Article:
What is Wealth? (Part 1)

You’re probably wondering why we would write a blog asking a question like this. After all, we are in the business of Financial Planning and Wealth Management. However, it is important to dig deeper into this question. What truly is the meaning of wealth?


According to Merriam-Webster, wealth is defined as the “abundance of valuable material possessions or resources.” It is also defined as “abundant supply.”


Often times when we think of the term wealth, we think about large homes, fancy vehicles, big bank accounts, million dollar investment portfolios, and a life of luxury. While these are certainly attributes of wealth, there is more to it than just money and material things. Wealth is a combination of money, health, relationships, and overall well-being.


While we have addressed an obvious form of wealth, which is money, let’s address other areas. Many of you have heard the old saying “health is wealth.” But what does that mean? “Health is a priceless wealth. Invest while you can.” This is a quote from Bryant McGill, and we couldn’t agree more. As of 2021, healthcare spending was 18.3% of GDP, according to the Centers for Medicare & Medicaid Services. This share has more than doubled since 1960, when healthcare expenditures were 5% of GDP. (CMS) This means that in 2021, $4.3 trillion, or $12,914 per person, was spent on healthcare services. It is important to take into consideration that the population of America is aging and we are living longer, but this post is meant to highlight ways to focus on health as a form of your wealth.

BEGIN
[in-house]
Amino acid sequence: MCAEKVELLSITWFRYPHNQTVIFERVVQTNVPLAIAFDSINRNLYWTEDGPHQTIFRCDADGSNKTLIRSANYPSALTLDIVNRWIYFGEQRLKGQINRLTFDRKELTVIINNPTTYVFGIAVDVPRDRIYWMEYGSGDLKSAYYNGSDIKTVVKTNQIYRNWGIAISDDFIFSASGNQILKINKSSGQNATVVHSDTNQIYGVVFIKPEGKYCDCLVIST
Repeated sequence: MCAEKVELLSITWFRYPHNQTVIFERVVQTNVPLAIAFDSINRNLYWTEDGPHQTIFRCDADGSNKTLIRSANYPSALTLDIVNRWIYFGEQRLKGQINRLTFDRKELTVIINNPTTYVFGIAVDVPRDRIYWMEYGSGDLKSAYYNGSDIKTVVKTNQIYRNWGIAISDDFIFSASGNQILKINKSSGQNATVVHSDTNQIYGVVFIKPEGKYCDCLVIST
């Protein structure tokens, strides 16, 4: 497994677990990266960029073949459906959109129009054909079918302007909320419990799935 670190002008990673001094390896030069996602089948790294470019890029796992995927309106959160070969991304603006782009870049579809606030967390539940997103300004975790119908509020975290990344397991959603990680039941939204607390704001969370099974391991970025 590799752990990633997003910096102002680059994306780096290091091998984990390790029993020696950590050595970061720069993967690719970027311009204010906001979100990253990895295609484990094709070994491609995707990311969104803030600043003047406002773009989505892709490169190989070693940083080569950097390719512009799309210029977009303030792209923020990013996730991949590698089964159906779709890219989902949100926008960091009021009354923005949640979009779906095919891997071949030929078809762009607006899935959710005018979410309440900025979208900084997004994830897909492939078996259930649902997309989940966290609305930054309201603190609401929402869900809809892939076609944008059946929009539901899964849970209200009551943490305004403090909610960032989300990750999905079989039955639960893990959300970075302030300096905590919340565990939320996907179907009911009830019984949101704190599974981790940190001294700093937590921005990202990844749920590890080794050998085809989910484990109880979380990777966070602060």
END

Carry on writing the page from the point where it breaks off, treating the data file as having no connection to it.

This is by no means meant to be a post about specific healthcare recommendations. That is a conversation to have with a medical professional or nutritionist. The goal of this writing is to simply provide tips on how maintaining a healthy lifestyle can potentially save you more money to do the things you enjoy like traveling and going out to eat.


Those who exercise at least 3 times per week are more productive and take less sick leave from work than those who don’t. Higher productivity and less time away can help you earn more in income and also help you when being considered for that next promotion. Those who exercise regularly save on average $2,500 more than those who don’t. (AAAS) The American Heart Association recommends “at least 150 minutes per week of moderate-intensity aerobic activity or 75 minutes per week of vigorous aerobic activity, or a combination of both, preferably spread throughout the week.” (Heart.org) Moderate-intensity could involve a brisk walk, gardening, or water aerobics. Vigorous aerobic activity includes activities such as tennis, running, or swimming laps.


Exercising regularly, even moderately, can help treat or prevent illnesses such as osteoporosis, hypertension, anxiety, depression, diabetes, and can lower your risk of cancer. The amount of money that can be saved by avoiding these diseases is enormous and can give you much more financial freedom than you could ever imagine. (US News)


Stay tuned for Part 2…




The opinions voiced in this material are for general information only and are not intended to provide specific advice or recommendations for any individual. All performance referenced is historical and is no guarantee of future results. All indices are unmanaged and may not be invested into directly.

 Investing involves risk including loss of principal. No strategy assures success or protects against loss.

 The economic forecasts set forth in this material may not develop as predicted and there can be no guarantee that strategies promoted will be successful.



W. Blake Branham
LPL Financial Advisor
1034 Broad Street Camden, SC 29020
Tel: 803-272-0700
Email: blake.branham@lumensc.com
Securities and Financial Planning offered through LPL Financial, a Registered Investment
Advisor, Member FINRA/SIPC